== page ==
URM project: Mucin
expression in mouse intestinal epithelial cells infected with Toxoplasma gondii
and welcome to my URM page!
I am currently a sophomore at NAU working in Dr. Fernando Monroy’s laboratory
and majoring in biomedical science. I plan on pursuing a P.H.D/M.D degree by
attending medical school after obtaining my undergraduate degree at NAU.
Ultimately, I plan to become a Naturopathic Physician. My hobbies include
chess, soccer (F.C. Barcelona of course…and maybe Liverpool), and listening to
the scientific podcasts TWIV,
About my research
I am currently investigating the role mucins play
during infection with the parasite Toxoplasma
gondii. Below is an abstract of my research:Read more
Toxoplasma gondii is a ubiquitous protozoan parasite, estimated to infect about one-third of the global population of humans. T. gondii primarily infects the intestines, which is lined with a layer of mucus designed to prevent microbial infiltration. Composing this layer of mucus are proteins called mucins. The purpose of this study is to determine whether T. gondii infection causes significant changes in the genetic expression of various mucins located in the intestines; a relationship that previously has not been studied. It is hypothesized that T. gondii will cause significant up-regulation of mucin proteins during infection in mouse intestinal cells. To test this hypothesis, MODE-K cells will be cultured and infected with the parasite, after which the genetic material of the cells will be analyzed. The relevance of this study is primarily medicinal. New therapeutic methods may be developed if a link is found between mucin expression and T. gondii infection.
Above is the life cycle (image courtesy of microbeworld.org) of the parasite T. gondii. T. gondii utilizes a complex life cycle in order to ensure survival. A typical host for this parasite is the mouse, which I am currently studying by investigating mouse intestinal cells during infection with T. gondii.
barrier and pathogen invasion
(Linden et. al., 2008)
(McGuckin et. al., 2011)
Pictured above are examples of pathogenic invasion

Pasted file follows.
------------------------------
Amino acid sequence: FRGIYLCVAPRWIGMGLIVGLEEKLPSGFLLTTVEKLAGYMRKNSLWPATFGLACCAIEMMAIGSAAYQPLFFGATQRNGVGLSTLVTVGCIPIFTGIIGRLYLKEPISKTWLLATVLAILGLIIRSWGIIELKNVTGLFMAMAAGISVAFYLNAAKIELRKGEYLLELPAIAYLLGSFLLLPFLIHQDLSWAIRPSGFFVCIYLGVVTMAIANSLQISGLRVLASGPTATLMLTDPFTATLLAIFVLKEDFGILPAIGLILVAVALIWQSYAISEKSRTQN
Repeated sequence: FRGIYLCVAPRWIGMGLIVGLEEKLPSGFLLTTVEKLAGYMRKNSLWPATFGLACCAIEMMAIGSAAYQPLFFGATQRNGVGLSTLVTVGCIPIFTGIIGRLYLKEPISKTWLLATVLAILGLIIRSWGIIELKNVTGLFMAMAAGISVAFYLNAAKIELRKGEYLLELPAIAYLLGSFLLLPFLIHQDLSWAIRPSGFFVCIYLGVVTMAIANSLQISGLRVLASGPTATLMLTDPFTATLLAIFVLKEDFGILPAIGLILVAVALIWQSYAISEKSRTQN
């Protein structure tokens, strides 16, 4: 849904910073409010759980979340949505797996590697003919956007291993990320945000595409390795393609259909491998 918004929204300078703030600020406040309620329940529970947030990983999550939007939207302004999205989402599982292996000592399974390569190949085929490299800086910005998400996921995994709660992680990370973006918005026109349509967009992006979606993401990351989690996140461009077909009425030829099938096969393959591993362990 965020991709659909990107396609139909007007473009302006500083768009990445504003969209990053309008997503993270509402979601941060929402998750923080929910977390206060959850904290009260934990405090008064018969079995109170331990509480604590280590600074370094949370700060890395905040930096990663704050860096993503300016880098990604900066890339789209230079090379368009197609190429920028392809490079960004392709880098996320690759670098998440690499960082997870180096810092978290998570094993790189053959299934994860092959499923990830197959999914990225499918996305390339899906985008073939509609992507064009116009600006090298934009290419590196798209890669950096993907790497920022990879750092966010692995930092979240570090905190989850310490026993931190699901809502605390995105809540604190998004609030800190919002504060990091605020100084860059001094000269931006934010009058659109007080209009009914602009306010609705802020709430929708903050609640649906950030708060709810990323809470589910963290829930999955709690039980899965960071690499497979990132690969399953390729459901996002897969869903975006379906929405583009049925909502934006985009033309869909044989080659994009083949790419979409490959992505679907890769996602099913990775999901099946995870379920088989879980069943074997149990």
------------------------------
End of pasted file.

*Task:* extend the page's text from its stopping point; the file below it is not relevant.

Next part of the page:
of the mucosal barrier and its consequences. Pathogens exhibit a wide variety
of strategies to penetrate the mucus in an effort to colonize the epithelial
cell layer. Who knows what sort of strategies T. gondii implements, if any?
I grew up in Murrieta, California until the age of 12. In all honesty, I didn’t
see myself pursuing a career in medicine during that period, but rather in
astronomy. In those days, watching nebulas and learning of different galaxies
never ceased to amaze me, and to some extent, even today. In 2005, my family moved to Ash Fork, Arizona;
a small town about 50 miles
west of Flagstaff. Had we not moved to such a rural town, I’d imagine my
hobbies being much different. For whatever reason, I began developing a heavy
interest in medicine and the body’s ability to heal. Eventually, I convinced
myself to become a doctor, and attended Northern Arizona University in the fall
of 2010. I began undergraduate research in the fall of 2011 under the mentorship
of Dr. Fernando Monroy through the URM program.
I would like to send a special thank you to my
family, who continue to show their support despite my moody nature (!). I thank
my research mentor, Dr. Monroy, who accepted me into his laboratory and
continues to answer my endless questions. I thank the URM program, for giving
me the opportunity to obtain a better sense of research and its
responsibilities. Lastly, I would like to thank all of my friends who have
shaped me into who I am today.